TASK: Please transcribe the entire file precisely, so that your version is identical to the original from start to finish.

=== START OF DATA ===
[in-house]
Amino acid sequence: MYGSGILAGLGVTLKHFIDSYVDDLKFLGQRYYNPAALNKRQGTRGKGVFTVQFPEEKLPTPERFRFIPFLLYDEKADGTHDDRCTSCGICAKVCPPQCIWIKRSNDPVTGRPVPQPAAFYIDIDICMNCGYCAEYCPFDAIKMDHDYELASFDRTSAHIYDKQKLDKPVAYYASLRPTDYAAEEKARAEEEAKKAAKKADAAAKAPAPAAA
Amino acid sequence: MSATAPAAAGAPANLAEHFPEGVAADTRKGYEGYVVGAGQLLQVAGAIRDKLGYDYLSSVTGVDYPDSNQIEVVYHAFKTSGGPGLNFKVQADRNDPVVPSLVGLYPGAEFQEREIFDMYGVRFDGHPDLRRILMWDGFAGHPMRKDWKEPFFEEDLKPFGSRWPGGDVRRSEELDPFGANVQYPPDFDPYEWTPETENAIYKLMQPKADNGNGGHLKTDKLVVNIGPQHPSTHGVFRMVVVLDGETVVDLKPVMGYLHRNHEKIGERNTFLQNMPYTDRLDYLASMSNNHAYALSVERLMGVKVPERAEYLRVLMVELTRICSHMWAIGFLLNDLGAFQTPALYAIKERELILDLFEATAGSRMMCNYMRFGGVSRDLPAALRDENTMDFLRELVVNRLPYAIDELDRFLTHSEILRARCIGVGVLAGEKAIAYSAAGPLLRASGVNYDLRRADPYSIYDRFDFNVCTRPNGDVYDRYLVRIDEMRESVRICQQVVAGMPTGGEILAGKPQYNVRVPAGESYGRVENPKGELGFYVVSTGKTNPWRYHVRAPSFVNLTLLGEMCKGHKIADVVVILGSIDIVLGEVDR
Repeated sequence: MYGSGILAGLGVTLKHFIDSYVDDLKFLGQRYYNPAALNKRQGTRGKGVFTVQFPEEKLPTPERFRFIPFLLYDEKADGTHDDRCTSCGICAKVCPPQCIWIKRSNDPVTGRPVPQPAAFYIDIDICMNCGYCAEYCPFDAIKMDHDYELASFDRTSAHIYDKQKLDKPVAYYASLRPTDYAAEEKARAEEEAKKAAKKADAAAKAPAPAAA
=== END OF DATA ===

[in-house]
Amino acid sequence: MYGSGILAGLGVTLKHFIDSYVDDLKFLGQRYYNPAALNKRQGTRGKGVFTVQFPEEKLPTPERFRFIPFLLYDEKADGTHDDRCTSCGICAKVCPPQCIWIKRSNDPVTGRPVPQPAAFYIDIDICMNCGYCAEYCPFDAIKMDHDYELASFDRTSAHIYDKQKLDKPVAYYASLRPTDYAAEEKARAEEEAKKAAKKADAAAKAPAPAAA
Amino acid sequence: MSATAPAAAGAPANLAEHFPEGVAADTRKGYEGYVVGAGQLLQVAGAIRDKLGYDYLSSVTGVDYPDSNQIEVVYHAFKTSGGPGLNFKVQADRNDPVVPSLVGLYPGAEFQEREIFDMYGVRFDGHPDLRRILMWDGFAGHPMRKDWKEPFFEEDLKPFGSRWPGGDVRRSEELDPFGANVQYPPDFDPYEWTPETENAIYKLMQPKADNGNGGHLKTDKLVVNIGPQHPSTHGVFRMVVVLDGETVVDLKPVMGYLHRNHEKIGERNTFLQNMPYTDRLDYLASMSNNHAYALSVERLMGVKVPERAEYLRVLMVELTRICSHMWAIGFLLNDLGAFQTPALYAIKERELILDLFEATAGSRMMCNYMRFGGVSRDLPAALRDENTMDFLRELVVNRLPYAIDELDRFLTHSEILRARCIGVGVLAGEKAIAYSAAGPLLRASGVNYDLRRADPYSIYDRFDFNVCTRPNGDVYDRYLVRIDEMRESVRICQQVVAGMPTGGEILAGKPQYNVRVPAGESYGRVENPKGELGFYVVSTGKTNPWRYHVRAPSFVNLTLLGEMCKGHKIADVVVILGSIDIVLGEVDR
Repeated sequence: MYGSGILAGLGVTLKHFIDSYVDDLKFLGQRYYNPAALNKRQGTRGKGVFTVQFPEEKLPTPERFRFIPFLLYDEKADGTHDDRCTSCGICAKVCPPQCIWIKRSNDPVTGRPVPQPAAFYIDIDICMNCGYCAEYCPFDAIKMDHDYELASFDRTSAHIYDKQKLDKPVAYYASLRPTDYAAEEKARAEEEAKKAAKKADAAAKAPAPAAA